Foxes

Environment Food and Rural Affairs written question – answered on 4th December 2006.

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Photo of Greg Hands Greg Hands Conservative, Hammersmith and Fulham

To ask the Secretary of State for Environment, Food and Rural Affairs what (a) powers and (b) duties local authorities have to control urban foxes.

Photo of Barry Gardiner Barry Gardiner Parliamentary Under-Secretary (Department for Environment, Food and Rural Affairs) (Biodiversity, Landscape and Rural Affairs)

There is no statutory duty on local authorities or anyone else to control foxes in their areas. In so far as local authorities are owners and occupiers of property, they have the same powers to control foxes as any other owner or occupier. In practice, many councils provide advice to householders in their area on managing and deterring the presence of foxes.

The means used to alleviate problems are at the discretion of the owner or occupier, provided that steps taken are humane and do not contravene current legislation, such as the Wildlife and Countryside Act 1981, the Wild Mammals (Protection) Act 1996, and the Control of Pesticides Regulations 1986. Currently we have no plans to change this policy.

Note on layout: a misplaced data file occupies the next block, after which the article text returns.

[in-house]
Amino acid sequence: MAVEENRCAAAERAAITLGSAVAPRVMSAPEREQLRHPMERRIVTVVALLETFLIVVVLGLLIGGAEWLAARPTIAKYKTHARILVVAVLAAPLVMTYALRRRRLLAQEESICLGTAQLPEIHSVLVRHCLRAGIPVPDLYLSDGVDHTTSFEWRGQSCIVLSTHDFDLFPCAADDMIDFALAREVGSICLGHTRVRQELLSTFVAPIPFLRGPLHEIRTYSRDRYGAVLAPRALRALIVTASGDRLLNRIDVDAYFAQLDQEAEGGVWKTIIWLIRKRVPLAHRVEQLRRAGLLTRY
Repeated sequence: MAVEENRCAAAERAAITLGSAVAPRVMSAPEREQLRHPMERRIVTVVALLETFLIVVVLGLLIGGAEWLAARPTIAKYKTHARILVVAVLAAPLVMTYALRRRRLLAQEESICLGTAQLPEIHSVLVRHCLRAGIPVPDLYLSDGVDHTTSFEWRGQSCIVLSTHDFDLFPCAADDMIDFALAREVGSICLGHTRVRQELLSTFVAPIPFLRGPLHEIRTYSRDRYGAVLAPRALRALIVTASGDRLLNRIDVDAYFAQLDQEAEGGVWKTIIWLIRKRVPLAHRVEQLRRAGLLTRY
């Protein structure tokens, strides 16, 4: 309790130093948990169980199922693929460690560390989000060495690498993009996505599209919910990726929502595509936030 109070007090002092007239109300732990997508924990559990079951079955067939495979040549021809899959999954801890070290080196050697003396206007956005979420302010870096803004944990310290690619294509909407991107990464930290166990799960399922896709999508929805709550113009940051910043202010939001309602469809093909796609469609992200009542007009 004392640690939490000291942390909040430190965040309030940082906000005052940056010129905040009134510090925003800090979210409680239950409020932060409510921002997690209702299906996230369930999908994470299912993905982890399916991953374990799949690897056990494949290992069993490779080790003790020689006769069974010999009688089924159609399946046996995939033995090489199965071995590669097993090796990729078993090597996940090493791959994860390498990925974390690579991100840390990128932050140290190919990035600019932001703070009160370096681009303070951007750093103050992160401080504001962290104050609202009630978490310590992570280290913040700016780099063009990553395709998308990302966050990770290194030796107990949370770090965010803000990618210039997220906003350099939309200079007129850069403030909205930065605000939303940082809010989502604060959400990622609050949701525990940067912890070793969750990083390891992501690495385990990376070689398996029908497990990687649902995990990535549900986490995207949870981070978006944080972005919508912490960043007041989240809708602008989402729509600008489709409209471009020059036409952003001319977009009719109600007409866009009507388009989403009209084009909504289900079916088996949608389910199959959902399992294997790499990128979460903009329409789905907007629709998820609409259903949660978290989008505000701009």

Strategies to reduce fox problems would usually involve non-lethal methods such as preventing access to food sources, improving protection for pets, or the use of repellents. If foxes are to be killed in an urban area we would recommend that this is done by a professional pest controller who would usually use cage trapping followed by humane killing.

An advisory leaflet that describes a number of different approaches that are suitable in urban situations is available from the DEFRA website at:

http://www.defra.gov.uk/rds/publications/technical/TAN_08.pdf

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